Distance ★★★★

Filipino cinema, I've been told, is about escapism. It's about shiny, happy people holding hands, their various problems and conflicts no match for the love that they generate in the end. The most unrealistic thing about a lot of local films, though, isn't that people get happy endings. It's the fact that they talk about their problems. They get to deliver these perfect lines of dialogue that succinctly express the depth of their emotions. This is the real escape: imagining a world where we can formulate our drama into hugot lines, so that we are able to deal with our trauma in meaningful ways.

In real life, as in this movie, we are more likely to just sit in the awkward stew of time gone by, of hurt that goes unaddressed. Because as uncomfortable as it is to sit at a dinner table with someone who hurt you all those years ago, that feels like less of a risk than letting those feelings roll out. We let our displeasure be known in the silence. We sit in it, acknowledging the mutually assured destruction that can come from actually talking about the distance that exists between us. And it isn't really enough, but we pretend it is.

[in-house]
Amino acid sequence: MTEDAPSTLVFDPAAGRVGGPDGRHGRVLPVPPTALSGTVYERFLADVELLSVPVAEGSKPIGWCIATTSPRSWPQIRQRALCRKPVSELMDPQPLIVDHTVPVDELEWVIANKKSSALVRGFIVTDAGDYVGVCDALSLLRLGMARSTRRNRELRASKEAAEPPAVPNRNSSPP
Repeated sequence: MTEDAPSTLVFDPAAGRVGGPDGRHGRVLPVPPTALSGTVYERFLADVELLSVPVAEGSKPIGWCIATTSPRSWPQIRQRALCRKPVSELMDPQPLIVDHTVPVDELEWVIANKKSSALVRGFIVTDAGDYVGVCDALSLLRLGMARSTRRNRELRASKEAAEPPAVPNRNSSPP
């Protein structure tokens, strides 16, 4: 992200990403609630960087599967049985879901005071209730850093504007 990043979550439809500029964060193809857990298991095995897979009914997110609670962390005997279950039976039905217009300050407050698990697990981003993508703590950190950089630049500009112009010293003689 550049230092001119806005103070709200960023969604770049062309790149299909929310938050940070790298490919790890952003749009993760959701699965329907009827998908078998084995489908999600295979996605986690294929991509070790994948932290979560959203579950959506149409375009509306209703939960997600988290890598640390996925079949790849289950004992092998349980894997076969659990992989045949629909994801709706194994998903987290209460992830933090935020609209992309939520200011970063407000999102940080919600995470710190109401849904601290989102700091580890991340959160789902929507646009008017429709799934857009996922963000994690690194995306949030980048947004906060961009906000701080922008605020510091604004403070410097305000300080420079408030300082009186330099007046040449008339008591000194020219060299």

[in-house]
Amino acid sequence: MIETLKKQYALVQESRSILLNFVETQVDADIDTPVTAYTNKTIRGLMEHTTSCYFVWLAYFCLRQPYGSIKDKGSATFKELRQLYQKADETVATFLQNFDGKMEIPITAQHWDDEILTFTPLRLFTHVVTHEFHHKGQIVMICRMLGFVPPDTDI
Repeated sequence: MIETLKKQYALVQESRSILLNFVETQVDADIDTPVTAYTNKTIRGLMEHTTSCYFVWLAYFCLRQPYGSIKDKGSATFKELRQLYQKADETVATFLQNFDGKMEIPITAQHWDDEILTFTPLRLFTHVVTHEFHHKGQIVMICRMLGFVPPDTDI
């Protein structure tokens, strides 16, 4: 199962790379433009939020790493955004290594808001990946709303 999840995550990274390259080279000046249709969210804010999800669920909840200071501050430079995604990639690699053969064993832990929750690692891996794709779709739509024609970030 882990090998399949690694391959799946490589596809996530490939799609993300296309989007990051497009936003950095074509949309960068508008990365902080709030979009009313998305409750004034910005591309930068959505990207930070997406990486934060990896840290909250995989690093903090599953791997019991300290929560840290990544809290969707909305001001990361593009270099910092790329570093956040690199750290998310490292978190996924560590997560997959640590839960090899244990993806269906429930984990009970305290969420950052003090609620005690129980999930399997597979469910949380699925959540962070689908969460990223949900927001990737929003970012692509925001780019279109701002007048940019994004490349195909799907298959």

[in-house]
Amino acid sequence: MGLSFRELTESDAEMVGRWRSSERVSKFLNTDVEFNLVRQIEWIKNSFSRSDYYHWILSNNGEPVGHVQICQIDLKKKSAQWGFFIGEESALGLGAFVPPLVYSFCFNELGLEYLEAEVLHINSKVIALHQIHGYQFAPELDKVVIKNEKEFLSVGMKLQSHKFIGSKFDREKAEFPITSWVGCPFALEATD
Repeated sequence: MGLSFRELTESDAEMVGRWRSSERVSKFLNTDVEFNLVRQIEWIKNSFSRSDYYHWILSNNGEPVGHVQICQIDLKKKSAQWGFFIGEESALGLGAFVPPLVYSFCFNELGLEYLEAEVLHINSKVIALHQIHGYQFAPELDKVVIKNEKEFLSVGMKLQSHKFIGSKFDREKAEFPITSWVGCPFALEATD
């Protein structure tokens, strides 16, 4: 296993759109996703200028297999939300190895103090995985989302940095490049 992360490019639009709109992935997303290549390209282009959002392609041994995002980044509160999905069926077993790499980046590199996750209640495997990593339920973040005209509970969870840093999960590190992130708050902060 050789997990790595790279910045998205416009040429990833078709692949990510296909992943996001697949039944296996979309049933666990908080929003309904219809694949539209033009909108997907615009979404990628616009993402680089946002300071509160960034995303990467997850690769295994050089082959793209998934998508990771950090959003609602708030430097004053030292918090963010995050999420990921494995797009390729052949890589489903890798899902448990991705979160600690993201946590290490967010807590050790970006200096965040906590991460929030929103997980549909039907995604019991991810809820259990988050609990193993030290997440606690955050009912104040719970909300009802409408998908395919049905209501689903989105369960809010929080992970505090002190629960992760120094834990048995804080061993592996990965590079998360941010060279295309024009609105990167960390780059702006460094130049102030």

The movie feels like a wisp, but then it becomes something greater as the credits roll, and it acknowledges how localized this damage is, how they are other people in the world who don't give a shit about your drama. And that's pretty fucking great.